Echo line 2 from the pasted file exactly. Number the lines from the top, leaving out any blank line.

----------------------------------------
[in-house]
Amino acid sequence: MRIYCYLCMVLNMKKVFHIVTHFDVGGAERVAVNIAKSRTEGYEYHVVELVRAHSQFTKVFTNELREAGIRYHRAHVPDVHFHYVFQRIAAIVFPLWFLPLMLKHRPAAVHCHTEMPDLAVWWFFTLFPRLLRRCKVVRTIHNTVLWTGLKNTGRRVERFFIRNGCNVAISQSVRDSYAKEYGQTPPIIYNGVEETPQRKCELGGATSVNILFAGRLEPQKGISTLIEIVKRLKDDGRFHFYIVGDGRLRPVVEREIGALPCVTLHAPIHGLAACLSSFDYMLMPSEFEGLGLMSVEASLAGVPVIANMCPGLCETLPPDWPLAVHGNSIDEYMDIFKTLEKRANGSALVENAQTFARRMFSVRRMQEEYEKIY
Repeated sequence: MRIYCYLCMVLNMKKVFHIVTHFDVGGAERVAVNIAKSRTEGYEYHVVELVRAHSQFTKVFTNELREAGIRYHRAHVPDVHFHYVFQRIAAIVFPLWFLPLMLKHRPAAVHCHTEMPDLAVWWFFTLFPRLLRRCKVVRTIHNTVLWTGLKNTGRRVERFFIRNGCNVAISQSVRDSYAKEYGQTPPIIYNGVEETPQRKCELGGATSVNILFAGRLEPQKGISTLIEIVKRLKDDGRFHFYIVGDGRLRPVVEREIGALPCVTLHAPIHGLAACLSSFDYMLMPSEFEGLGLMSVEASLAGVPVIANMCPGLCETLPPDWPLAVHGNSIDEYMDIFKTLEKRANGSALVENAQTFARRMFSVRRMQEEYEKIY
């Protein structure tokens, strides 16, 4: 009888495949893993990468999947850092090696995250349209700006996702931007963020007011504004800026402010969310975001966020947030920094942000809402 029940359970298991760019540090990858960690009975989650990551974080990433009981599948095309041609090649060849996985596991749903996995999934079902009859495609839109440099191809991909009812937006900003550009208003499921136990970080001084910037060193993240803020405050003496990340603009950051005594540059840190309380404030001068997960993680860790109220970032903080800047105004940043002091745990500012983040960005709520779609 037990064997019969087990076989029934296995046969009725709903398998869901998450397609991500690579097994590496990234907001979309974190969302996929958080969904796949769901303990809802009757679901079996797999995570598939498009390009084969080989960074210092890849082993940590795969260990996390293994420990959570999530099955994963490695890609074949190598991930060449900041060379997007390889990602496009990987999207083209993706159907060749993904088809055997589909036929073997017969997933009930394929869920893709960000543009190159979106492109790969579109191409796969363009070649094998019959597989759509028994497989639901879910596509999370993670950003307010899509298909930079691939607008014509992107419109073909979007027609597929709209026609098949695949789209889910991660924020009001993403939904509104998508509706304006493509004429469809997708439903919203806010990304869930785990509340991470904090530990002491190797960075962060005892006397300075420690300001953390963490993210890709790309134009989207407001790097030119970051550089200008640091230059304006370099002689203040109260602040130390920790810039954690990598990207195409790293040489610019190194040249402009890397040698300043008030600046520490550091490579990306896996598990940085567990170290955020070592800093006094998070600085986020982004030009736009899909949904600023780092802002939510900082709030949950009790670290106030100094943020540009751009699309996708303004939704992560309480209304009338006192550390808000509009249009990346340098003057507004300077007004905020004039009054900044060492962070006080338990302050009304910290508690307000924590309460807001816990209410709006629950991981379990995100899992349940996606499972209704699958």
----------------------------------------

Amino acid sequence: MRIYCYLCMVLNMKKVFHIVTHFDVGGAERVAVNIAKSRTEGYEYHVVELVRAHSQFTKVFTNELREAGIRYHRAHVPDVHFHYVFQRIAAIVFPLWFLPLMLKHRPAAVHCHTEMPDLAVWWFFTLFPRLLRRCKVVRTIHNTVLWTGLKNTGRRVERFFIRNGCNVAISQSVRDSYAKEYGQTPPIIYNGVEETPQRKCELGGATSVNILFAGRLEPQKGISTLIEIVKRLKDDGRFHFYIVGDGRLRPVVEREIGALPCVTLHAPIHGLAACLSSFDYMLMPSEFEGLGLMSVEASLAGVPVIANMCPGLCETLPPDWPLAVHGNSIDEYMDIFKTLEKRANGSALVENAQTFARRMFSVRRMQEEYEKIY